Numerous surveys show that medical professionals are some of the most trusted messengers among the general public on a range of issues related to public health. Additional research shows that messages that emphasize the ways in which climate change impacts health perform better than messages that highlight other effects of climate change. Further, in a recent 2021 study, a number of health professionals said that they felt a responsibility to talk with their patients and the public about climate and health, while also expressing a need for training on effective communication strategies.
In light of these opportunities and needs, the Climate Advocacy Lab is working to equip 50 health care leaders with the skills to communicate more effectively to their colleagues, their patients, and the general public about the impacts of climate change on health. With grant support from AVDF, Climate Advocacy Lab will run two 6-month training programs, provide ongoing support to the participating trainees, and disseminate guidance on effective communication across a wide network of interested organizations.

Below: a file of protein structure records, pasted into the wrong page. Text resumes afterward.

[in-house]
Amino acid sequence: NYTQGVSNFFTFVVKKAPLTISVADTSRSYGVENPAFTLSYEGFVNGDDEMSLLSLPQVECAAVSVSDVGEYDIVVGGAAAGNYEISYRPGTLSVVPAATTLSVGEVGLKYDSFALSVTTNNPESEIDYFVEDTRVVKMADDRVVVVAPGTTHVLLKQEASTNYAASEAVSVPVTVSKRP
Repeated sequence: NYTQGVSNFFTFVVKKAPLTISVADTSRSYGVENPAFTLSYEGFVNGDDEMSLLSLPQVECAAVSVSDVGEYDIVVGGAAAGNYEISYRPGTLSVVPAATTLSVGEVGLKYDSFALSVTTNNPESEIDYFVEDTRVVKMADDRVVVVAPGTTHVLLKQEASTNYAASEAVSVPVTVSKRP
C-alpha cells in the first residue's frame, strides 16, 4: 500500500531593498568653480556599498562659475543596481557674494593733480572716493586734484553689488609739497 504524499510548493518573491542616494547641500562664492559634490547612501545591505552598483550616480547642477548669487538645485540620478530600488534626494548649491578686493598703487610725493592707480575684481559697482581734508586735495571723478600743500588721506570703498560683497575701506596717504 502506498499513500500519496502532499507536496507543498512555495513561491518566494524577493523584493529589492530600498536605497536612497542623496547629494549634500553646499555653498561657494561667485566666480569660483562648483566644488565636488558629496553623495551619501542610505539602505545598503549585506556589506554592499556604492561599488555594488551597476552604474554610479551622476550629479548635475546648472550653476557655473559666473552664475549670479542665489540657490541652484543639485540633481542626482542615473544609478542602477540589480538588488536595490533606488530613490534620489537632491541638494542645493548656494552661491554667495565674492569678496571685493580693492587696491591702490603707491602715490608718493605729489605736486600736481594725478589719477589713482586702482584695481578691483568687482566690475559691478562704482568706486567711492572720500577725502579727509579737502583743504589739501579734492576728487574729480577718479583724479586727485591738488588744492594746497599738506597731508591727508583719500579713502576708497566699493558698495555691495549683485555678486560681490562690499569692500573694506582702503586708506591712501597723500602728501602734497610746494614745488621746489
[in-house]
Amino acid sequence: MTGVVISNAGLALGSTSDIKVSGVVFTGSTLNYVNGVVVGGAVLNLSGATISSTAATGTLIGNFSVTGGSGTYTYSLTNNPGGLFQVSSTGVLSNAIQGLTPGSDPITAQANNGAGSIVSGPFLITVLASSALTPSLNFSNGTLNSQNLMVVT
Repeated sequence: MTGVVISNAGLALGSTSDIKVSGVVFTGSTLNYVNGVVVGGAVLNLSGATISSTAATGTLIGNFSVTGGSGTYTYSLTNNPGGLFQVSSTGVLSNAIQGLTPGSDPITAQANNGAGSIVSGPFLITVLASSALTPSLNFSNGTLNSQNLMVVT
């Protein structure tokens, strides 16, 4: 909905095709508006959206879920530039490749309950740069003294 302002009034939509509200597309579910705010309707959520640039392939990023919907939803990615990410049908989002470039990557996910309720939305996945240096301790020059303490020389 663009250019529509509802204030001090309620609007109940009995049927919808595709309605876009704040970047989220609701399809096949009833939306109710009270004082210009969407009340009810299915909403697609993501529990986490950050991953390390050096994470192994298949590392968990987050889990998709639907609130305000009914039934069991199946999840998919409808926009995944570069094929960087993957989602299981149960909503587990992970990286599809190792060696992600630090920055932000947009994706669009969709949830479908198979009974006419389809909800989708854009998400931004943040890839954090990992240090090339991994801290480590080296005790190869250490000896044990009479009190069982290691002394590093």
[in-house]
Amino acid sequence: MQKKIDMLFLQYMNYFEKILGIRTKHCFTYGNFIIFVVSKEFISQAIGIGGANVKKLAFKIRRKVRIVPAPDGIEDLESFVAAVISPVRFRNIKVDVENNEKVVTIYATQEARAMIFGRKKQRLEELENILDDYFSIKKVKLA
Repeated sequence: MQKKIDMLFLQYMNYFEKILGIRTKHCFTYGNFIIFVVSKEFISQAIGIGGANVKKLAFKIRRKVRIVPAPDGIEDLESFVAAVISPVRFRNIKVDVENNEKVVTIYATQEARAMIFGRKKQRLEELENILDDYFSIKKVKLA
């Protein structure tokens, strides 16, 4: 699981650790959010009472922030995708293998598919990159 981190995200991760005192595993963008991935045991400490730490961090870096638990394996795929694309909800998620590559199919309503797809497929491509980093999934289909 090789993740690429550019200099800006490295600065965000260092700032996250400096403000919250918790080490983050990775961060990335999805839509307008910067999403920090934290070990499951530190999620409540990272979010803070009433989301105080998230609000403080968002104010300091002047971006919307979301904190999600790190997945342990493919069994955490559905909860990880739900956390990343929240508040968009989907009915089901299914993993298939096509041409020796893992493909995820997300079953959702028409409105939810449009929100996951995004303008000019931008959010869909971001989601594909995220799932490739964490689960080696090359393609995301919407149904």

Participants in the program will be leaders within organizations that are working at the intersection of climate and health, and will include doctors, nurses, physicians’ assistants, medical students, and non-practitioners specializing in public health. The program will teach participants the most effective strategies for communicating with patients, but it will also train them to use their roles as leaders in health care groups to educate and motivate others to communicate about climate and health. In addition to providing this training, the project personnel will help trainees conduct research to learn more about how to communicate with their particular constituencies. Once these initiatives have concluded, the Climate Advocacy Lab will disseminate their training materials and results among their broad network of like-minded organizations, so as to benefit many more professionals who are working at the intersection of climate and health.
The Climate Advocacy Lab aims for this combination of training, testing and dissemination to yield several positive outcomes. First, they anticipate that participants will have increased capacity and confidence to speak about climate and health in their own networks. They also expect to see increased engagement among the members of the organizations represented by the trainees. Finally, they hope that the medical field as a whole will benefit from a greater understanding of effective communications strategies and the growing body of knowledge about climate and health messaging.